It is no surprise that his works were seen as a manual of political advice in the age of absolute monarchies, that Napoleon could not forgive Tacitus his treatment of emperors, and that Ronald Syme turned to the study of Tacitus in the age of twentieth-century dictatorships. Living in the Soviet Union gave another perspective on why he matters, and I probably need not dwell on why I think him relevant now… Analysis of power, penetrating scepticism towards any official rhetoric, and the ability to take a perspective different from his own, sometimes even a non-Roman one, as in his remarkable treatment of the German leader Arminius, are perhaps the most important things for his standing as a historian. But what makes him such an absorbing read is also his gift for vivid description and telling detail, and the dry humour, which is so often hidden within his text, and that is surely what carried me along as a teenager.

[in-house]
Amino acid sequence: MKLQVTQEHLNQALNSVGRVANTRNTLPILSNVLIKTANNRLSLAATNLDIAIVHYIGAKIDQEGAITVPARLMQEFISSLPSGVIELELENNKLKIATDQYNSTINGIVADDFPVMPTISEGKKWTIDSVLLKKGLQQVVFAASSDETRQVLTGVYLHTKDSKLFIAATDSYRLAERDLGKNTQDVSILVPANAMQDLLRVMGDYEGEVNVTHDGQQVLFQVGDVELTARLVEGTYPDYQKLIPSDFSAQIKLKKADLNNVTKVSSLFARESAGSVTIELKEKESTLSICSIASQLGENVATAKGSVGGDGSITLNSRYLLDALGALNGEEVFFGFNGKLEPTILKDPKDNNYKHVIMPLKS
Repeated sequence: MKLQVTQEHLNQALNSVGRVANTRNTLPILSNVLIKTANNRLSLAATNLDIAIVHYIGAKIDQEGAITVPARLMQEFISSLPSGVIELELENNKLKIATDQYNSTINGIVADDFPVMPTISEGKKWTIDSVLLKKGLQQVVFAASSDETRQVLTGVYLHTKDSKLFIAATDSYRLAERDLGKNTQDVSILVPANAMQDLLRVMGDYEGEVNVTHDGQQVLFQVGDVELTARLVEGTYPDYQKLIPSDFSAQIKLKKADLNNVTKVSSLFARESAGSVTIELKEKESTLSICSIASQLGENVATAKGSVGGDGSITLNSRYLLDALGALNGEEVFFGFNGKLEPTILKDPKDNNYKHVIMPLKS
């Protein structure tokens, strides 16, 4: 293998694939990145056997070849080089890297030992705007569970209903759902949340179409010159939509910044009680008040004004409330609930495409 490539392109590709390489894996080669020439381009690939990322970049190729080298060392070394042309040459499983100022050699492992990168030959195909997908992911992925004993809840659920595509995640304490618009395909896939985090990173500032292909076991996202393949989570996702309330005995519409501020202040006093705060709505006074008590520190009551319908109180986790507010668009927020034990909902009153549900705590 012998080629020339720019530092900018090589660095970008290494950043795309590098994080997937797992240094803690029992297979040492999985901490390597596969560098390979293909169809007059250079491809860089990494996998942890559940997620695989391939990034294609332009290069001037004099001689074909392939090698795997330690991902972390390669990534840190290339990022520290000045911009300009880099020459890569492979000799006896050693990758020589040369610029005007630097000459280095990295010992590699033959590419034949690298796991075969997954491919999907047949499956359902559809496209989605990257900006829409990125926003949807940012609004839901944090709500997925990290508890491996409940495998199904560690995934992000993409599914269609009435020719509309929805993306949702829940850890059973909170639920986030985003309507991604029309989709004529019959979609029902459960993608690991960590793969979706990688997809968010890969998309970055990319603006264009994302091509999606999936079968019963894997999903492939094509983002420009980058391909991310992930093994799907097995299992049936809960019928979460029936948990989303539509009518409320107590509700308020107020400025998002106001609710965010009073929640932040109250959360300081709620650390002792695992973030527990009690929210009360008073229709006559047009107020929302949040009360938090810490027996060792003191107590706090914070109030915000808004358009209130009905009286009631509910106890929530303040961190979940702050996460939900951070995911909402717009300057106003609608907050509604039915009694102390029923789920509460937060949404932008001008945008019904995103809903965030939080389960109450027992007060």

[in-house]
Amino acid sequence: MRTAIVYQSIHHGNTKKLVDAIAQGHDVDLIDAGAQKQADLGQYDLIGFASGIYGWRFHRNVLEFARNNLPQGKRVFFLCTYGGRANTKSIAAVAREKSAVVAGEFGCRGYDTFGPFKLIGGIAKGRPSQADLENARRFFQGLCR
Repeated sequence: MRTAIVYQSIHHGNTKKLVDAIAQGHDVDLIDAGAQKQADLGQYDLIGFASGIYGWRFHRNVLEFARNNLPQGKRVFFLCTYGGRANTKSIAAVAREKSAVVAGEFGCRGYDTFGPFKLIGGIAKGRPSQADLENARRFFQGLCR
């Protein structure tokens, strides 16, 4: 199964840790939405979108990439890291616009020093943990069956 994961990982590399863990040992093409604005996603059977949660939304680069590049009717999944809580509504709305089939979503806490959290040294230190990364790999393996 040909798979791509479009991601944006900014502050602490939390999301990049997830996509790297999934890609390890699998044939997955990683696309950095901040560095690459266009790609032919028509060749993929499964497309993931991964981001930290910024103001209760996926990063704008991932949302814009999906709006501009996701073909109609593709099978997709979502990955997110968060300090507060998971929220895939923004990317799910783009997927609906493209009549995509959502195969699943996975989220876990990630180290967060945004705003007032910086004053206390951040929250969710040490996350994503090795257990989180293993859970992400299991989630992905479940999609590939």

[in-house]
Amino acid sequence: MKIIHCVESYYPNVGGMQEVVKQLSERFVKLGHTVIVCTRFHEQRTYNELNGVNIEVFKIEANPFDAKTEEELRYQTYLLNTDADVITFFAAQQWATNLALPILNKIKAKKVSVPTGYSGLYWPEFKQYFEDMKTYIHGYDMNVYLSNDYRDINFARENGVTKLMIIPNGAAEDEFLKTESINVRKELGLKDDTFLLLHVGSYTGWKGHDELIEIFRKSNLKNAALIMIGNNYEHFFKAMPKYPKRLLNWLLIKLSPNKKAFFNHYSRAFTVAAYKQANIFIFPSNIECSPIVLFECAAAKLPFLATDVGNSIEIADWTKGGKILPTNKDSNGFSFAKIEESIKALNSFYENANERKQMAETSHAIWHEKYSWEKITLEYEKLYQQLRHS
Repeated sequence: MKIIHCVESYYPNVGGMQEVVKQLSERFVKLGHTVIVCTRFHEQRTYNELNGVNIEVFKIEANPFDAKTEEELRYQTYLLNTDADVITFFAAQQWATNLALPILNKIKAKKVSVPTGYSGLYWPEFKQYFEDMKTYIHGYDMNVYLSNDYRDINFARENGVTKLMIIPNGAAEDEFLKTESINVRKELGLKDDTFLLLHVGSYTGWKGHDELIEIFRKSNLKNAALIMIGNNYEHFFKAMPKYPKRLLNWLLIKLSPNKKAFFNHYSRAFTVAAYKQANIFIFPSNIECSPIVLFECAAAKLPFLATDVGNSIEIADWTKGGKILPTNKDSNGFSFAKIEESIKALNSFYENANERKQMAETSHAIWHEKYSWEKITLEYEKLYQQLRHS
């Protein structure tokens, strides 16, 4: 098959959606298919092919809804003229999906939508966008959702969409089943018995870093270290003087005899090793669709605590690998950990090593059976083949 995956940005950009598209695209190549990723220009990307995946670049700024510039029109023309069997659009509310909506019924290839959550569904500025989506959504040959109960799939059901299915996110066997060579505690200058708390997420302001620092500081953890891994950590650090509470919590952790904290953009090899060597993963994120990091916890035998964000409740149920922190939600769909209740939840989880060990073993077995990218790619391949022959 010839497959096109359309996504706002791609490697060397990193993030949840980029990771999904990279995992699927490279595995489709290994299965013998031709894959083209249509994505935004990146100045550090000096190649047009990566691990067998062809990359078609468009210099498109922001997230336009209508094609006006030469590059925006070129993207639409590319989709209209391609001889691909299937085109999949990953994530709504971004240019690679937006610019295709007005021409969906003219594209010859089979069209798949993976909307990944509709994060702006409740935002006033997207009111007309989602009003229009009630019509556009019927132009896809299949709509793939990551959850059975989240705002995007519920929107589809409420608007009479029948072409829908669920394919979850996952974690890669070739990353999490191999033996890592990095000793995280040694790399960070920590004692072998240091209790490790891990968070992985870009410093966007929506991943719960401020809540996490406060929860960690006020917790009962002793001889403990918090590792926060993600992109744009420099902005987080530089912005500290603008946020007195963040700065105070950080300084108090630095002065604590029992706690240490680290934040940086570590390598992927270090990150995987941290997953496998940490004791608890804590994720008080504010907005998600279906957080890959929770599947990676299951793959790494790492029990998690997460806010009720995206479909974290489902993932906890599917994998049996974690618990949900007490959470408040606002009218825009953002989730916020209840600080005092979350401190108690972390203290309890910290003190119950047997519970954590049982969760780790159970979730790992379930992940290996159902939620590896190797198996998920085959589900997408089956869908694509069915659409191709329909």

From the unforgettable last scene of Vitellius, running through the corridors of the abandoned palace, to the ridiculous moralising senator Caecina, who had a very happy marriage (and six children) as his wife stayed home in Italy while he was away for forty years of campaign, Tacitus’ writing has an almost cinematic quality, but is also incredibly dense with meaning. On every re-read you discover something new. This can make a reader quite suspicious of him as a rhetorician, and of the ways in which he persuades you before you even notice, and of course, as historians, we should always question his narrative. It would be facile, though, to think that because he tells what he wants to tell so persuasively, we should simply dismiss his emphasis out of abundance of caution. Much more interesting to think what it is that he wants to tell us, and to engage with it – even if we won’t always agree.